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Test Translation Deadline
Thread poster: aimanjohari

aimanjohari
Malaysia
Local time: 20:17
English to Malay
Nov 5, 2013

I just did a test of approximately 700 words for an agency, which I realize is much larger than most tests, but what surprised me, the agency expect the test to be completed within 1 hour (with additional 15 minutes given if not enough time). This test was also divided into several paragraphs relating to different fields. In this case, do you think a test of that length to be completed within 1 hour is reasonable? Right now, I'm kind of feeling dejected because I know I did bad and I can do better than that. This is simply because I didn't have enough time to proof read it properly given such a short deadline.

 

Karen Stokes  Identity Verified
United Kingdom
Local time: 13:17
Member (2003)
French to English
Unreasonable Nov 5, 2013

It's unreasonable on several levels – it's far too long and it's far too short a time to complete it in, particularly if it's a mix of different fields (and that's odd in itself: were you defiinitely asked to do all of them, not just one section?). If your experience is an accurate reflection of this agency's approach to translation then I'd be wary of working for them in any case.

 

Samuel Murray  Identity Verified
Netherlands
Local time: 14:17
Member (2006)
English to Afrikaans
+ ...
A test tests many things Nov 5, 2013

aimanjohari wrote:
I just did a test of approximately 700 words for an agency [and] the agency expects the test to be completed within 1.25 hours. This test was divided into several paragraphs relating to different fields.

In this case, do you think a test of that length to be completed within 1 hour is reasonable?


No, that is not usual, because one tends to do one's bestest best in a test, and triple check things where one might otherwise only double check, so a test can reasonably be expected to take longer than an ordinary translation. But even if you believe that a test translation should reflect your usual quality and not extra best quality, translating 700 words from various fields in 1.25 hours is quite steep. The only thing I can think is that the agency wants to see how well you translate under pressure. There is nothing wrong with testing that, since poorer translators who work under pressure would make more mistakes than they would otherwise make.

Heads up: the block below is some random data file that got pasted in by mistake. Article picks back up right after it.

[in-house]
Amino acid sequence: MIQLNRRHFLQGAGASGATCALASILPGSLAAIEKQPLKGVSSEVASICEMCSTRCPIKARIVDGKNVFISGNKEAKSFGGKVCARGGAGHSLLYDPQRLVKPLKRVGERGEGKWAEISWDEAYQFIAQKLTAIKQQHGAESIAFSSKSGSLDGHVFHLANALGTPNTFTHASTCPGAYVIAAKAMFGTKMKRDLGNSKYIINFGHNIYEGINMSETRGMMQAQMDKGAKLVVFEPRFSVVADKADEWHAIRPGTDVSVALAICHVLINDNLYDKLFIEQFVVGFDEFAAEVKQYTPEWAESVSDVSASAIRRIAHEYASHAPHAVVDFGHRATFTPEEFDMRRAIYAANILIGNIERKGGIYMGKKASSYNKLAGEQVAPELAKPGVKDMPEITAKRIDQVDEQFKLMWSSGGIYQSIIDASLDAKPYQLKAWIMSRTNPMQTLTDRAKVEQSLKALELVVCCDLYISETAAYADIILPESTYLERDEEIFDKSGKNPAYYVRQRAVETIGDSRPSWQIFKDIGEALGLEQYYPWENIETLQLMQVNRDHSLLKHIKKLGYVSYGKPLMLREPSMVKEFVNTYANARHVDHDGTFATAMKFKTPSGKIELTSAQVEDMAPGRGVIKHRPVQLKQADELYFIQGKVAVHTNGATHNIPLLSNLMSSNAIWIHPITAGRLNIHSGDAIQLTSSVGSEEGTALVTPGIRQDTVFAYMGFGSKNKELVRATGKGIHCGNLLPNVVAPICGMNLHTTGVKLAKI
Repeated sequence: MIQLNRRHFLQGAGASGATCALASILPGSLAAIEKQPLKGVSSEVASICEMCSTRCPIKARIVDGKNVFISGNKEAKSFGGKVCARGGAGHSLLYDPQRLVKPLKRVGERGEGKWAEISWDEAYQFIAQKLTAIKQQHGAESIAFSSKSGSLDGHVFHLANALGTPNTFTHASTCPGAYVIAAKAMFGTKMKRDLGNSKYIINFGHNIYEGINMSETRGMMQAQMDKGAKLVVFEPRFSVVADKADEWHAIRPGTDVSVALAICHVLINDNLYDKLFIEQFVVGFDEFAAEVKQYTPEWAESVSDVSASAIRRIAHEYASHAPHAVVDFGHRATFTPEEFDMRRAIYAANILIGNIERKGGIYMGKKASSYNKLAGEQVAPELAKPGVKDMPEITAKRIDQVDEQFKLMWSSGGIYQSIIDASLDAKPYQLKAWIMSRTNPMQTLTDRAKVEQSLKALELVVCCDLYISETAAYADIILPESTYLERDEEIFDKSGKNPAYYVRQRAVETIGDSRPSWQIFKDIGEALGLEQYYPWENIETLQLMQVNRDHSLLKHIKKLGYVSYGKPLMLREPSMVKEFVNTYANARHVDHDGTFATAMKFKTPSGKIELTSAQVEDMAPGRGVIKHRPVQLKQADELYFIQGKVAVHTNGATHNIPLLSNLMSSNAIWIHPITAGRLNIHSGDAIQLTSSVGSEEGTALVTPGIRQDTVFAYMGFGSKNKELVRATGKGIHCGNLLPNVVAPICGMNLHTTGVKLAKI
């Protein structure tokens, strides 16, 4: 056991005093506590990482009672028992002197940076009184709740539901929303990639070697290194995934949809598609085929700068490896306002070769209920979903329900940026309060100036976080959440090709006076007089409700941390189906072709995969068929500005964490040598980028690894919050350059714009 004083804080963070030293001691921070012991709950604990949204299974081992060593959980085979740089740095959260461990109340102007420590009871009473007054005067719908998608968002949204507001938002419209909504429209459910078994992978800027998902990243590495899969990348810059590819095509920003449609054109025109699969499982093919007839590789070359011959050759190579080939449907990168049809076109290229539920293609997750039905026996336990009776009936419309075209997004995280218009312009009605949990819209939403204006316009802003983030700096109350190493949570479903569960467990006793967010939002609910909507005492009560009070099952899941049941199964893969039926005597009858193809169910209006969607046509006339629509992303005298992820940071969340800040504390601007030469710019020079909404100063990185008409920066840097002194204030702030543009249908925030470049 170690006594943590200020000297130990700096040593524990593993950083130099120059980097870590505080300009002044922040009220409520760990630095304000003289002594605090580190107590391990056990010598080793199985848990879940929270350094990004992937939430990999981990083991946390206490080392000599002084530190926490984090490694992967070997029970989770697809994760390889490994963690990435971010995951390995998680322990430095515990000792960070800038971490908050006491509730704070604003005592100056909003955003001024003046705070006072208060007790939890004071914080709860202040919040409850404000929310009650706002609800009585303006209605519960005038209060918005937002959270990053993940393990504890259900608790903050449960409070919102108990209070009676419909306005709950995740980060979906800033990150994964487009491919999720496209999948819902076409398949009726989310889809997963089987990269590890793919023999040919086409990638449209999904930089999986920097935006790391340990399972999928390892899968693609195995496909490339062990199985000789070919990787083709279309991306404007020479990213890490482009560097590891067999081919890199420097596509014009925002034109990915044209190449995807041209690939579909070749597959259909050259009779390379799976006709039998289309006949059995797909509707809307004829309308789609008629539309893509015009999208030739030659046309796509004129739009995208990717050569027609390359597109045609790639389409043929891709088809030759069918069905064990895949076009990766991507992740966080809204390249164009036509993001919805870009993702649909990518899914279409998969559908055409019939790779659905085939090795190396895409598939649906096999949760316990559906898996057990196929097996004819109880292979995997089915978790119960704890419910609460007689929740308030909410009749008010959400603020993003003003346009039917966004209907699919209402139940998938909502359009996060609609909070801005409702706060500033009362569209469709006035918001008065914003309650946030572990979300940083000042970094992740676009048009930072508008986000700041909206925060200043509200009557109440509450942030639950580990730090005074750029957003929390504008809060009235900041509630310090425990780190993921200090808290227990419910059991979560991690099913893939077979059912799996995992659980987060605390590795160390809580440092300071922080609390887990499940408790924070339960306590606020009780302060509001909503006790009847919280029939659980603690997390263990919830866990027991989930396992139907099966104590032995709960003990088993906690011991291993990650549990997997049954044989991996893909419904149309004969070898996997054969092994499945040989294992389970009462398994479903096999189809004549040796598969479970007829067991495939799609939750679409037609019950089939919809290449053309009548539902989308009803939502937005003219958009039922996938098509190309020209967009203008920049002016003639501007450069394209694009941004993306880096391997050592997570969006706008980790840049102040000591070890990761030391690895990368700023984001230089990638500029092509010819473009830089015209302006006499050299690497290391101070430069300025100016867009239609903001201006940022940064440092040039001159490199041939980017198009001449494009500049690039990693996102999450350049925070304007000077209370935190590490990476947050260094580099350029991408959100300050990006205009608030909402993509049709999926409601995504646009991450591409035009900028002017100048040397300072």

Right now, I'm kind of feeling dejected because I know I did bad and I can do better than that. This is simply because I didn't have enough time to proof read it properly given such a short deadline.


Well, I think they owe you some kind of feedback. Keep in mind that they may have been testing your raw speed and not your nett quality.


 

Sheila Wilson  Identity Verified
Spain
Local time: 13:17
Member (2007)
English
+ ...
I'd be wary, too Nov 5, 2013

Karen Stokes wrote:
If your experience is an accurate reflection of this agency's approach to translation then I'd be wary of working for them in any case.

Samuel might have a point when he says maybe they are more concerned with seeing how you work under pressure than with the quality produced. Maybe they see a valid reason for that - after all, which one of us has never had to work under pressure? Still, in that case I'd have expected them to make the objective clear before the test began.

But I'd seriously wonder where this is going and what would be in it for you. If you're a translator who's proud of the quality you deliver, then this could (not inevitably, but possibly) be the start of a nightmare. If they consider the quality of your test to be adequate, what's to stop them always expecting 700 wph, hour after hour? After all, you passed the text.


 

Ragland Inbaraj  Identity Verified
India
Local time: 17:47
English to Tamil
+ ...
Value not known Nov 5, 2013

The agency should be informed earlier that it is not possible to deliver a quality test result in such a short time by you. Test pieces need enough time atleast a day to go through.

 

Kevin Fulton  Identity Verified
United States
Local time: 08:17
German to English
No rush tests, no rush jobs for new clients Nov 5, 2013

Acceding to ridiculous requests at the start of a business relationship is a recipe for abuse.

I don't think that even my established customers would expect me to translate 700 words in an hour.


 

Josephine Cassar  Identity Verified
Local time: 14:17